For the second time in 5 years, NIPSCO has filed a base rate case at the Indiana Utility Regulatory commission (IURC). NIPSCO monthly electric bills have already increased nearly 30% over the last ten years. At the same time, Hoosier households struggle with declining and stagnant wages and significant increases in the cost of energy, health care, food, and other necessities. Enough is enough!

NIPSCO Average Monthly Electric Bills have increased nearly 30% in the last 10 years!


NIPSCO wants to significantly increase your monthly fixed charge from $11 to $20. This is the amount  you pay regardless of how much energy you use. 

According to  NIPSCO’s testimony, this is only the beginning. NIPSCO states in their testimony that it is their intent to gradually “increase the customer charge that applies to residential and small commercial customers,” going on to state, “the customer costs alone support a charge of $22.51, and the full fixed cost would support $83.95.” This would mean an eventual monthly fixed charge for residential customers of $83.95 whether or not you use a single kWh of electricity!

Charging more for using less through higher fixed charges disproportionately hurts households on low- or fixed-incomes.  It diminishes the longstanding principal of encouraging conservation.  It also imposes an unfair “tax” on farms, homes and businesses that choose to install solar panels, wind turbines, or other distributed energy technologies on their property.

NIPSCO blames the need to increase the fixed monthly charge on reduced energy sales as a result of increasing investments in energy efficiency and customer-owned generation like rooftop solar, as well as reductions in industrial energy usage due to factories closing and/or moving.

Customers should not be penalized for investing their own money to make their business or home more efficient or to generate their own energy! 

Residential and small business customers should not be forced to pay more because industrial facilities are shutting down. While NIPSCO may be collecting less revenues from industrial customers, NIPSCO’s cost to serve residential and small business customers DOES NOT INCREASE as a result. Cost-shifting to protect NIPSCO’s earnings is not equitable or fair.

There is one bright spot in the NIPSCO rate case.  NISPCO is asking to create a low-income program which will provide a one-time summer discount of $50 to help mitigate the impact of increasing bills on low-income households. All residential customers would pay a marginal charge of 20¢ per month to help keep the lights on in these homes. While the program does little to address the problem of monthly bill affordability and needs to be more robust, NIPSCO should be applauded for voluntarily proposing a program to help the most vulnerable among us.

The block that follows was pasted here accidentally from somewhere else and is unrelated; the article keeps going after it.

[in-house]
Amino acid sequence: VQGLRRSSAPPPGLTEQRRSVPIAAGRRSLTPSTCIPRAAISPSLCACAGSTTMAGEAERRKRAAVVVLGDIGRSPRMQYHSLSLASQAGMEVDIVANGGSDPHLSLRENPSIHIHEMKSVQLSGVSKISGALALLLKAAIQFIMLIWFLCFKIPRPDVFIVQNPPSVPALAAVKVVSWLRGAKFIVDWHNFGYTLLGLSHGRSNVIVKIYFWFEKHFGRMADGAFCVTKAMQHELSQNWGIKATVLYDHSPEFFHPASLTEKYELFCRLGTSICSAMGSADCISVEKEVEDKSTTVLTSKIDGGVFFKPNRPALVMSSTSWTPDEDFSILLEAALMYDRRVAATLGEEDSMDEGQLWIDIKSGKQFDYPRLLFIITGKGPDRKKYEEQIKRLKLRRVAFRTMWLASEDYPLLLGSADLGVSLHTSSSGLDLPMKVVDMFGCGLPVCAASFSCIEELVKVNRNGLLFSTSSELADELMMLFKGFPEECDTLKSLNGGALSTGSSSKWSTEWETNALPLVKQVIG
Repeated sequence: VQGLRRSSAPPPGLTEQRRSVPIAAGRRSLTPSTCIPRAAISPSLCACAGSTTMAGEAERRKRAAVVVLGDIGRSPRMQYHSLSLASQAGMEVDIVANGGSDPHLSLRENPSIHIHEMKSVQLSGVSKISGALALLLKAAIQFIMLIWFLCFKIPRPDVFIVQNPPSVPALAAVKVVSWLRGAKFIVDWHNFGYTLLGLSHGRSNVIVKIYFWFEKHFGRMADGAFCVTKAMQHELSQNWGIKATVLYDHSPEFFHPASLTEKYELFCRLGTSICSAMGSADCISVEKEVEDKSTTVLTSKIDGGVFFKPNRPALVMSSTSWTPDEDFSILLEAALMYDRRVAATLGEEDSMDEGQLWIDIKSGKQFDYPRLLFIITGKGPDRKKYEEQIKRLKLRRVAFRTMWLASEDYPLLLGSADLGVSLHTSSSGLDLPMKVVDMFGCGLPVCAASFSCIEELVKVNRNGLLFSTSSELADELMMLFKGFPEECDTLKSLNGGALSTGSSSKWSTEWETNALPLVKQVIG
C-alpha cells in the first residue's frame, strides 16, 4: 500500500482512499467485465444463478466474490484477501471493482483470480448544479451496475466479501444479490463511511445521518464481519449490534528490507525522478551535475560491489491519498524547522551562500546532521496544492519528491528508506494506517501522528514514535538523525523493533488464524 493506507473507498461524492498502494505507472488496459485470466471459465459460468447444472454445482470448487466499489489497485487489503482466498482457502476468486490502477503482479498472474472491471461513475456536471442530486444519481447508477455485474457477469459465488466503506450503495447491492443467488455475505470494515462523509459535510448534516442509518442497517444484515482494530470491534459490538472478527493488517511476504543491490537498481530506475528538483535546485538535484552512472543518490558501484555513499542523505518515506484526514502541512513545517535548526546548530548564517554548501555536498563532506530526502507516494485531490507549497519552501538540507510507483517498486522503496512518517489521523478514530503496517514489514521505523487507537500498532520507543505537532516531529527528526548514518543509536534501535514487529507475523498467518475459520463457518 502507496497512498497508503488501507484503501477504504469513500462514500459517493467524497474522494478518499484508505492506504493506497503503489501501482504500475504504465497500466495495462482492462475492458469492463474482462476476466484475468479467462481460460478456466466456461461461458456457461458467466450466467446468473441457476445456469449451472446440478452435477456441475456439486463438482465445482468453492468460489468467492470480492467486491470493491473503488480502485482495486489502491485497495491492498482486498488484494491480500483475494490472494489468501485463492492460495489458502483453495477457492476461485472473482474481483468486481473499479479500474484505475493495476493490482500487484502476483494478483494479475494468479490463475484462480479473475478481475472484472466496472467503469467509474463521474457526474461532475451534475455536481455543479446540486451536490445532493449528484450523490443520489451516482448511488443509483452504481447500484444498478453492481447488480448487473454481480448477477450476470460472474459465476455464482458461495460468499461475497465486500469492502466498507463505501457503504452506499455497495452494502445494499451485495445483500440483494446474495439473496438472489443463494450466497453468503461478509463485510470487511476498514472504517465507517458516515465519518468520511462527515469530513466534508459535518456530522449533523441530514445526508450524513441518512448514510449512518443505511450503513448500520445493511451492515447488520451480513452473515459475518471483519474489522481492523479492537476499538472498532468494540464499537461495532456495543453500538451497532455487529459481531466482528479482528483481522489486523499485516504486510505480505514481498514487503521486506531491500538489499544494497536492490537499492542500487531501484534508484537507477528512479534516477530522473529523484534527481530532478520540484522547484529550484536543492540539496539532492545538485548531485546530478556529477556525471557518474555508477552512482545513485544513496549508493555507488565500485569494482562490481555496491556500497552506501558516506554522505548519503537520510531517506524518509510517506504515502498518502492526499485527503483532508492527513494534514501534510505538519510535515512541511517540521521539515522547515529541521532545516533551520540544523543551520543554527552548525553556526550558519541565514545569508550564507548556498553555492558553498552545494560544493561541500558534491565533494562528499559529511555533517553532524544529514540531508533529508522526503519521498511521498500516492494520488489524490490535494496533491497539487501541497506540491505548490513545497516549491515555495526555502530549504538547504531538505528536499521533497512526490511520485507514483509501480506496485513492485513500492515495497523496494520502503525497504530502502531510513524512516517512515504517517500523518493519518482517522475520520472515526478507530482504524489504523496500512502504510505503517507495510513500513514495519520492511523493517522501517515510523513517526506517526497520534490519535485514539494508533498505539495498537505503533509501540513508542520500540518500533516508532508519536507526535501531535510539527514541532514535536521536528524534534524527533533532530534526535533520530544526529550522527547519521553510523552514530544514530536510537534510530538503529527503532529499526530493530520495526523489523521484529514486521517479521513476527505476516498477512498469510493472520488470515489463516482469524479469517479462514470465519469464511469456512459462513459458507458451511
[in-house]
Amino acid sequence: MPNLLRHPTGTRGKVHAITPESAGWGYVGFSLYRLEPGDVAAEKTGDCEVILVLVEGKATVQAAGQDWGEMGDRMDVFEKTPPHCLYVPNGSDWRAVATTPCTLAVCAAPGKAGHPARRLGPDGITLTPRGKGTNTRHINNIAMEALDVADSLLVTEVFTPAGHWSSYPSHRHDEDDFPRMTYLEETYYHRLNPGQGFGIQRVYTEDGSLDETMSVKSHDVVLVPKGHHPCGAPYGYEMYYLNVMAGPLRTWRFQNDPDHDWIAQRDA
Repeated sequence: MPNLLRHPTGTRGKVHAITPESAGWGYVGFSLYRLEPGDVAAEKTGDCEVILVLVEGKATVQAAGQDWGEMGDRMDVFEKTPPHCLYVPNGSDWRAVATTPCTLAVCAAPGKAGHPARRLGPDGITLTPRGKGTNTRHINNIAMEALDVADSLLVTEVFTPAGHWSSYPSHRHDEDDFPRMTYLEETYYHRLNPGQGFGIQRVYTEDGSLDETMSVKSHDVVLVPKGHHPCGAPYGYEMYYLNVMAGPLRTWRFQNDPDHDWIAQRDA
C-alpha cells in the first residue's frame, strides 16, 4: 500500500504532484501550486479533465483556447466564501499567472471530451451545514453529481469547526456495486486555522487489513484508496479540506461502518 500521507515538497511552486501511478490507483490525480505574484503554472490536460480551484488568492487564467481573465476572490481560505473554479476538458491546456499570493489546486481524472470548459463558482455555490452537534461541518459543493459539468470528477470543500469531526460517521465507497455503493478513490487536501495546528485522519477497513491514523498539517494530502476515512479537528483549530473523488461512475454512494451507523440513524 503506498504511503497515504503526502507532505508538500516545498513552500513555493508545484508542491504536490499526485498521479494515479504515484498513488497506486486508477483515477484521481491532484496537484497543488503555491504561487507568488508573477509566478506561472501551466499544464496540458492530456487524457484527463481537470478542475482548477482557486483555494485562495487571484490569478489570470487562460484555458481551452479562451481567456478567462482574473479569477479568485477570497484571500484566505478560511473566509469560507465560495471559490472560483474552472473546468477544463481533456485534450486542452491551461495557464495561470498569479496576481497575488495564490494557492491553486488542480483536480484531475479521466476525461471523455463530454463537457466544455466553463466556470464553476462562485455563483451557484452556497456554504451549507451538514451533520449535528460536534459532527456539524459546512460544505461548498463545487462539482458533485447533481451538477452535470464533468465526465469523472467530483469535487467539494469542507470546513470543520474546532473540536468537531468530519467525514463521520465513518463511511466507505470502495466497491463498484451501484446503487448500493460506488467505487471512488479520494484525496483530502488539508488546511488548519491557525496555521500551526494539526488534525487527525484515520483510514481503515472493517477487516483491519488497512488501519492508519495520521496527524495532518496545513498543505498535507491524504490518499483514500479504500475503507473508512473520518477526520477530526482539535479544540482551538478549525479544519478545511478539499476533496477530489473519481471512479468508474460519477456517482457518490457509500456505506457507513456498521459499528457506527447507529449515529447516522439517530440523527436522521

NIPSCO Electric Base Rates Comparison
for the average customer using 698 kilowatt hours of electricity per month

This is the core of your electric bill - what you are charged for fixed costs and usage fees. This part of your NIPSCO bill makes up about 86% of your current total NIPSCO bill as of November 1, 2015.
Trackers: the other 14% of your 
NIPSCO Electric bill not included in "rates"

These trackers, also called “riders,” are currently included in your NIPSCO bill and added to the average bill you see above. The amount collected through trackers changes frequently as some are adjusted quarterly, while others change on a semi-annual or annual basis. NIPSCO is asking to consolidate Riders No. 672 & 673 and also proposes to continue using all of the other trackers. How much the trackers will add to your monthly bill moving forward is unknown to everyone but NIPSCO.

Total NIPSCO Electric Bill including trackers
Take Action Now!
Send comments to the OUCC and make your voice heard!
Indiana Office of Utility Consumer Counselor
Attn: David Stippler
115 W. Washington St.
Suite 1500S
Indianapolis, IN 46204
(888) 441-2494 phone

Tell the OUCC and the IURC Regulators:

  • To oppose NIPSCO’s request to increase fixed monthly costs and charge you more for using less.
  • To oppose shifting costs to residential and small business customers to protect NIPSCO’s earnings.
  • To fight for residential customers to ensure that monthly bills are affordable, just, and reasonable.
Make sure to reference Cause Number 44688 in your comments!

 

Download CAC Fact Sheet HERE> CAC Fact Sheet 11-09-15 NIPSCO 44688